Metanoia. Prior to my flight to London, I downloaded Season 2 of BreakPoint. I decided that watching the show could serve as preparation for what I would see. These episodes made the travel time fly by (pun intended). I found greater depth in each episode. Each profile offered something more. Those who I deemed shallow were much more complex and interesting. Those I loved, emerged as ever more human. I cannot tell you how many times I referenced what I learned in the color commentary between Bill, Mary, Liam and me in our time together. We are supposed to have a Zoom conference call after they watch the series.

Ballots 4013-4016! Mary is taking the photo, ballot in hand ;-) 

The Public Ballot, the queue, and the resale line. While many sports enthusiasts equate the likelihood of attending Wimbledon to The Masters—tradition, exclusivity and more— the ticketing system is far, far different. For those who want to go to in the future, let me be very clear: anyone can go to Wimbledon. Anyone.

If you are remotely interested, enter The Wimbledon Public Ballot. This will allow you the chance to purchase tickets at face value. This is an important place to start because there are three ticketed courts at the AELTC: Court One, Two and Centre Court. This ticket guarantees that you get onto the grounds and can view some of the premiere matches. Tickets are not exorbitant in price—just another appealing aspect of Wimbledon. 

Even if you don't get tickets early on through the Public Ballot, people post theirs for resale through this system. You will have to check and check often, but Bill secured two tickets on Court One this way. That was HUGE. We took turns in the seats while two others were watching the action on the outer courts.

It's worth noting, the culture of the ballot forbids a gross mark-up or as we say in San Francisco, "dynamic pricing." In recent years, I have been discouraged and disillusioned by the cost of professional sports. While getting to London might not be inexpensive, if you are there, Wimbledon is a price-worthy option.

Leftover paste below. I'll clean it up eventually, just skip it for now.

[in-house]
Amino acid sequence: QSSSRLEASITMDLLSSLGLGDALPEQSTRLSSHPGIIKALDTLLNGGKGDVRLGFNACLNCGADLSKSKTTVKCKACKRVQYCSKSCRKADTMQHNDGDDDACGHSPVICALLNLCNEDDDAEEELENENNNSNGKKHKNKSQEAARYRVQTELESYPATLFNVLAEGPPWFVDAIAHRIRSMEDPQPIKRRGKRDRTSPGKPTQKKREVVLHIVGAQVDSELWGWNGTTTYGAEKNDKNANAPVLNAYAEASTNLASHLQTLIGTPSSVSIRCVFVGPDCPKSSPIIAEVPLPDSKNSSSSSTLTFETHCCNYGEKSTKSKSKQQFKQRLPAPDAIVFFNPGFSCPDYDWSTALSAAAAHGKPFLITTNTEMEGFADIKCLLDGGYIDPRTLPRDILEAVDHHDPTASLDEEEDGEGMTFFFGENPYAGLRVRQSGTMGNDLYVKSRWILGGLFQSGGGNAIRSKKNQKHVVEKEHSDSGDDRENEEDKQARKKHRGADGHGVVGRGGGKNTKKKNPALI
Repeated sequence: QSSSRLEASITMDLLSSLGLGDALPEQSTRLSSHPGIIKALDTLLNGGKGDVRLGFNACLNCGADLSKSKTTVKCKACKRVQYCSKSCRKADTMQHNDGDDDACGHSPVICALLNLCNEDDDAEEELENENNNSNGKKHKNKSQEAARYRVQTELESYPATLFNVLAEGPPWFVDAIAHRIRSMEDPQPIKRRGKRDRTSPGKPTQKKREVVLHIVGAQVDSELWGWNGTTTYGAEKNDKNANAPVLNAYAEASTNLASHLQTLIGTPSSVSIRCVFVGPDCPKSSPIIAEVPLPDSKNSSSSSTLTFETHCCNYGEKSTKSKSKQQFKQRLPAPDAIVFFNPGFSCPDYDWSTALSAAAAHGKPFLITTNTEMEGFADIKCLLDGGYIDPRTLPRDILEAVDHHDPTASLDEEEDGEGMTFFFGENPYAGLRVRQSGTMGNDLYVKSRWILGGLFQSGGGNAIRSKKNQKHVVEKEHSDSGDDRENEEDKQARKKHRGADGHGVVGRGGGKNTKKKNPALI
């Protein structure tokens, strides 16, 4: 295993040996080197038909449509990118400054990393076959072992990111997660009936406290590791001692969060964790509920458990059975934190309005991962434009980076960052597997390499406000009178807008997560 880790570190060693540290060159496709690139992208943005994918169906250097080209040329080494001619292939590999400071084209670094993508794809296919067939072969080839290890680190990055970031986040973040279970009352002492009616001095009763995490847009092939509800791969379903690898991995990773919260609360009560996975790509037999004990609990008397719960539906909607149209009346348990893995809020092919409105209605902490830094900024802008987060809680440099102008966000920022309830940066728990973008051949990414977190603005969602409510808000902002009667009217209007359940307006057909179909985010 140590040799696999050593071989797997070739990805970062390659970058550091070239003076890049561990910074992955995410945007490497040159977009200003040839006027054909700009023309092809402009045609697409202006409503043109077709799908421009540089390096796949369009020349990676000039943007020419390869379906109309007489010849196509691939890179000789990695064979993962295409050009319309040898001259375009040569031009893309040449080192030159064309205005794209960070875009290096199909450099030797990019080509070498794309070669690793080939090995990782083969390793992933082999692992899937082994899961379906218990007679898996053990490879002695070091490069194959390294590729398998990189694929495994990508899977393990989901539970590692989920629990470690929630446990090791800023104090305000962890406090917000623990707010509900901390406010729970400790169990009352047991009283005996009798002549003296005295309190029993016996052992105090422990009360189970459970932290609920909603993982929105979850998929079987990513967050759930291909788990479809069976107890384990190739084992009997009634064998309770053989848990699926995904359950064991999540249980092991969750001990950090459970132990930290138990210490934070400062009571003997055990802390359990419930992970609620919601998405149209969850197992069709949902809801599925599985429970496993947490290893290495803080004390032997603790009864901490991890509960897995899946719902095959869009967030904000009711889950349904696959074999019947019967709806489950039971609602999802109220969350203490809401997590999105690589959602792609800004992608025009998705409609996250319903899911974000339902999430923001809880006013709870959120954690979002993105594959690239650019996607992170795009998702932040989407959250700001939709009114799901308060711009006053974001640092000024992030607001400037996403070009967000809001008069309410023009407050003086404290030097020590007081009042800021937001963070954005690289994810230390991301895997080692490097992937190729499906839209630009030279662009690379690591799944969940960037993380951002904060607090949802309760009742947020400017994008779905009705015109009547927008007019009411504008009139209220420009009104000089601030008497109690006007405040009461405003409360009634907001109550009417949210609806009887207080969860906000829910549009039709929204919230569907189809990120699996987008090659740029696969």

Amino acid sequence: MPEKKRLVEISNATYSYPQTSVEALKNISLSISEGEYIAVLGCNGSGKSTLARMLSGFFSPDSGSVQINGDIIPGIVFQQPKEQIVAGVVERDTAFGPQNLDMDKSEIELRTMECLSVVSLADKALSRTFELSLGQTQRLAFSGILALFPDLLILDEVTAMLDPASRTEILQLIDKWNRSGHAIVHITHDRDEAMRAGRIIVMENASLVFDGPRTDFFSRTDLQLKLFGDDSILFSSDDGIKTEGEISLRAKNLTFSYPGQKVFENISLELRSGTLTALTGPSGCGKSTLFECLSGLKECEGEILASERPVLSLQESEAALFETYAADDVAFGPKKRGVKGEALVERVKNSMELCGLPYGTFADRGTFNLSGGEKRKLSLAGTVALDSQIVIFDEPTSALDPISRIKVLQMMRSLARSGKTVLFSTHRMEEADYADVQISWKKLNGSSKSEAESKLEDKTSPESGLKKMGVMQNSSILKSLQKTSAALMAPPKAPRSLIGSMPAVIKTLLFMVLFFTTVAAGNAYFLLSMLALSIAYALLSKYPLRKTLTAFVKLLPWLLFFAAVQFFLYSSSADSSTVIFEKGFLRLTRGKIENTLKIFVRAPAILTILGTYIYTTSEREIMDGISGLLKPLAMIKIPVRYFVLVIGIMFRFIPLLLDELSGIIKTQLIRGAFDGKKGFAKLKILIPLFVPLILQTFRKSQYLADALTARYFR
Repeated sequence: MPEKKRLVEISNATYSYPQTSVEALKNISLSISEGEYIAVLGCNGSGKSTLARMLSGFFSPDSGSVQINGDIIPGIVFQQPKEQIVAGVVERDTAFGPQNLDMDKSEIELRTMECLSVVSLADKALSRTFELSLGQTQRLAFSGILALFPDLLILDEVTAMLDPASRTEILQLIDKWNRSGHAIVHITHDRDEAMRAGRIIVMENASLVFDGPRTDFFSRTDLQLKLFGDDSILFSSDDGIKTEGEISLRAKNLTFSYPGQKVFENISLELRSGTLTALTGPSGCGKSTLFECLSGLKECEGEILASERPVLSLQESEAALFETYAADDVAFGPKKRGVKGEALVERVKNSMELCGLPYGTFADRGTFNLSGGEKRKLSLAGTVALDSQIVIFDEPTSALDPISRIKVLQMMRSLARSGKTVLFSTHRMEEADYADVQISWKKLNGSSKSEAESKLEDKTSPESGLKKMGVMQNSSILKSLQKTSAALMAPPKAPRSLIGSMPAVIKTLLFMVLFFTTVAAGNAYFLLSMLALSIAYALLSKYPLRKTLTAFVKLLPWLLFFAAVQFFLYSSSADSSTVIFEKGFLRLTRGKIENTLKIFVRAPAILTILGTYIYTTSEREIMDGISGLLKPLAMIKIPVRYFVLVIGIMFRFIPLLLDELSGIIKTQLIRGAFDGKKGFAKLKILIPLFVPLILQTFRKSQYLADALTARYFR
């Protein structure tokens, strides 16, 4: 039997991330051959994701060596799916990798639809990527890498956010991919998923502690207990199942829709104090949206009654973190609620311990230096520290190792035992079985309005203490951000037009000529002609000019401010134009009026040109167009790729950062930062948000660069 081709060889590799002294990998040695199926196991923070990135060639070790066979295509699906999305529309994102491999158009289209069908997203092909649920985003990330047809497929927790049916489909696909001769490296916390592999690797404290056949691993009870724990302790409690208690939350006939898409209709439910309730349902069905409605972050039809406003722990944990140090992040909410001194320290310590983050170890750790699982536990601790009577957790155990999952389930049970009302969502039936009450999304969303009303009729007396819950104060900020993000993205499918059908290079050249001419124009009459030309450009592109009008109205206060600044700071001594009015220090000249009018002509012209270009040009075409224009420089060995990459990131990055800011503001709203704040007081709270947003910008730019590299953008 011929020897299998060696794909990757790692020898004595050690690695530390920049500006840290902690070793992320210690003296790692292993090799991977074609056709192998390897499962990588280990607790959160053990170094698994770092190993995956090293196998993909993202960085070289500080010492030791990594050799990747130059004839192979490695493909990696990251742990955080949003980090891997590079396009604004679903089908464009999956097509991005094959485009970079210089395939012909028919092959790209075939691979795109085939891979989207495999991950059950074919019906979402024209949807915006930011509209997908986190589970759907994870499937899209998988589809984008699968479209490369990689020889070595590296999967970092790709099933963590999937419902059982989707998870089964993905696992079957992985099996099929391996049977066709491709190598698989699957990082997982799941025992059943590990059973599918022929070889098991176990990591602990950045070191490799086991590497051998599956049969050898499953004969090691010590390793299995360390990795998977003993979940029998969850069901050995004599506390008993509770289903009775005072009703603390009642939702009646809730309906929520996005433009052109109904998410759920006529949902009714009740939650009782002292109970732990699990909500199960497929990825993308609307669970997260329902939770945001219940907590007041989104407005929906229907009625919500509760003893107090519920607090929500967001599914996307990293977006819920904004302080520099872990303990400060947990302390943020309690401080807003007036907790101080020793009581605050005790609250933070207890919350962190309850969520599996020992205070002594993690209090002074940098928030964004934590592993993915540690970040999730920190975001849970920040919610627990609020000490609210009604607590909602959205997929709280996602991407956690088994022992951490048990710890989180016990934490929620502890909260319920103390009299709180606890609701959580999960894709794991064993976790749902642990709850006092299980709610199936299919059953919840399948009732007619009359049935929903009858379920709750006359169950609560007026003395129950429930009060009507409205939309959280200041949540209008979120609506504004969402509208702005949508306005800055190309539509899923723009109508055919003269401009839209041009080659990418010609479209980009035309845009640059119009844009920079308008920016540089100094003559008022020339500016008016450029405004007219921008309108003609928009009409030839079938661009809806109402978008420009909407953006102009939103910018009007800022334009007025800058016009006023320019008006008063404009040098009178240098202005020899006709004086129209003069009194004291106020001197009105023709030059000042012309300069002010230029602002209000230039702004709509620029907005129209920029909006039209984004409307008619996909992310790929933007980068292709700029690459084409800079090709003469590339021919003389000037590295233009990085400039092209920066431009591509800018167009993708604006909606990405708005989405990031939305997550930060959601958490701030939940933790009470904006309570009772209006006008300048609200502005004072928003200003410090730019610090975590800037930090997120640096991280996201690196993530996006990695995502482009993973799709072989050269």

Because I did not have a ticket from the ballot, I arrived to The Queue with my crew at 6:45 a.m. Sunrise must have been around 6:00 a.m. so it was comfortable and felt safe to take the Tube to South Wimbledon stop, walk 15 minutes and take my queue number. I was 4016. We were able to purchase a grounds ticket at 11:45 for £27. This enabled me to pass through the tennis' heavenly gates. Best $40 US I've spent all summer.

So many Wimbledon attendees have their own queue story—and my sense is though the weather conditions vary, most people have what must be as pleasant an experience as waiting for a ticket can and should be. Bring cards, snacks, a blanket, sunscreen and settle in. This is a hopeful journey—the grass courts of the AELTC await.

And the resale line is magic—truly remarkable. It will open and it will close. I strongly recommend committing to getting into it, because the line DOES move. For £15 you will find yourself on Centre Court.

The Grounds: Alfredo, one of the trainers at my gym, told me about the energy of Wimbledon. It really is something. I would add that the magic and beauty of the grounds surpassed my expectations. Not only were they clean and vibrant, they were characterized by the reality that you might see just about anyone or anything. 

Wimbledon is a bee hive. Players have to walk to their courts from the central locker room. You might brush shoulders with a doubles' team that just won their match. I walked right by PGA golfer, Tommy Fleetwood. On Centre Court, I realized within nanoseconds that the very tall, black man in the suit was none other than the musician Seal. The Grounds at Wimbledon make for an interesting chapter in the Wimbledon story.

What's Wrong with you People? 
It's not surprising to a lot of people, but it was to me. The men and women working at Wimbledon were incredibly polite, accommodating and kind. For example, Centre Court is open for the public to view and take photos until 12:30. Mary and I arrived at 12:27 and were nearly begging to take a moment to behold the sacred ground. The guard and usher said "please come forward. Enjoy. You still have three minutes."

I'm so used to be told "no" and made to feel like my request is a massive imposition or that I am intruding that I had to recalibrate. Part of me wondered, in jest, "What is wrong with you people? You're so civil and accommodating?! And then I realized, treating others as you want to be treated, showing respect, and when people are polite, it's not hard to be polite in return are all much more than skills worth inculcating.

The Fans There should be a joke out there. A Philly fan walked into Wimbledon... punch line please?